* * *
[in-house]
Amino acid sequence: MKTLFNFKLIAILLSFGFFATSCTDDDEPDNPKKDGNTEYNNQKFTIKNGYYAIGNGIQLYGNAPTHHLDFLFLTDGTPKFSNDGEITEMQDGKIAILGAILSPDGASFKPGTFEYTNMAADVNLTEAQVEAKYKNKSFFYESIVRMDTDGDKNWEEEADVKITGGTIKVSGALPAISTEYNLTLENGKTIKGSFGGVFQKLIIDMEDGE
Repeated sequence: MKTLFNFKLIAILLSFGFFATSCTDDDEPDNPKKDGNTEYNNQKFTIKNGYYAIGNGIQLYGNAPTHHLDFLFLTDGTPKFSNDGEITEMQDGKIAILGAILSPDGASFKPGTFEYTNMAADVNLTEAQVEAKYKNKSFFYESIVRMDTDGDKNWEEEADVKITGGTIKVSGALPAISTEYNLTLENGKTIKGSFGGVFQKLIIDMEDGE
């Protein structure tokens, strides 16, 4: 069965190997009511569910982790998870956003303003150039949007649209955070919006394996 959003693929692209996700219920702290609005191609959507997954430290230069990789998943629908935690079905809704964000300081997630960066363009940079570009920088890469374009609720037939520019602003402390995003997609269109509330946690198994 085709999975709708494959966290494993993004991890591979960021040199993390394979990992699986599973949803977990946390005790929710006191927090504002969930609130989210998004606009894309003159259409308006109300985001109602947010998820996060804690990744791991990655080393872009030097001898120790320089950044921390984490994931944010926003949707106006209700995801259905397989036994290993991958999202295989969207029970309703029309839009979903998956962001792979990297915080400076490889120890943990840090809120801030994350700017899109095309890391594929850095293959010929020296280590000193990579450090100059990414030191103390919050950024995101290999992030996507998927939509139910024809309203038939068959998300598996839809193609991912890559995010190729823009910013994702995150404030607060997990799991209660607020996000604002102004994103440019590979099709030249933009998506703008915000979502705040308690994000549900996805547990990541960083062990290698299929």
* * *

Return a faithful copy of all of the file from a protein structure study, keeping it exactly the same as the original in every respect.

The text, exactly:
[in-house]
Amino acid sequence: MKTLFNFKLIAILLSFGFFATSCTDDDEPDNPKKDGNTEYNNQKFTIKNGYYAIGNGIQLYGNAPTHHLDFLFLTDGTPKFSNDGEITEMQDGKIAILGAILSPDGASFKPGTFEYTNMAADVNLTEAQVEAKYKNKSFFYESIVRMDTDGDKNWEEEADVKITGGTIKVSGALPAISTEYNLTLENGKTIKGSFGGVFQKLIIDMEDGE
Repeated sequence: MKTLFNFKLIAILLSFGFFATSCTDDDEPDNPKKDGNTEYNNQKFTIKNGYYAIGNGIQLYGNAPTHHLDFLFLTDGTPKFSNDGEITEMQDGKIAILGAILSPDGASFKPGTFEYTNMAADVNLTEAQVEAKYKNKSFFYESIVRMDTDGDKNWEEEADVKITGGTIKVSGALPAISTEYNLTLENGKTIKGSFGGVFQKLIIDMEDGE
């Protein structure tokens, strides 16, 4: 069965190997009511569910982790998870956003303003150039949007649209955070919006394996 959003693929692209996700219920702290609005191609959507997954430290230069990789998943629908935690079905809704964000300081997630960066363009940079570009920088890469374009609720037939520019602003402390995003997609269109509330946690198994 085709999975709708494959966290494993993004991890591979960021040199993390394979990992699986599973949803977990946390005790929710006191927090504002969930609130989210998004606009894309003159259409308006109300985001109602947010998820996060804690990744791991990655080393872009030097001898120790320089950044921390984490994931944010926003949707106006209700995801259905397989036994290993991958999202295989969207029970309703029309839009979903998956962001792979990297915080400076490889120890943990840090809120801030994350700017899109095309890391594929850095293959010929020296280590000193990579450090100059990414030191103390919050950024995101290999992030996507998927939509139910024809309203038939068959998300598996839809193609991912890559995010190729823009910013994702995150404030607060997990799991209660607020996000604002102004994103440019590979099709030249933009998506703008915000979502705040308690994000549900996805547990990541960083062990290698299929």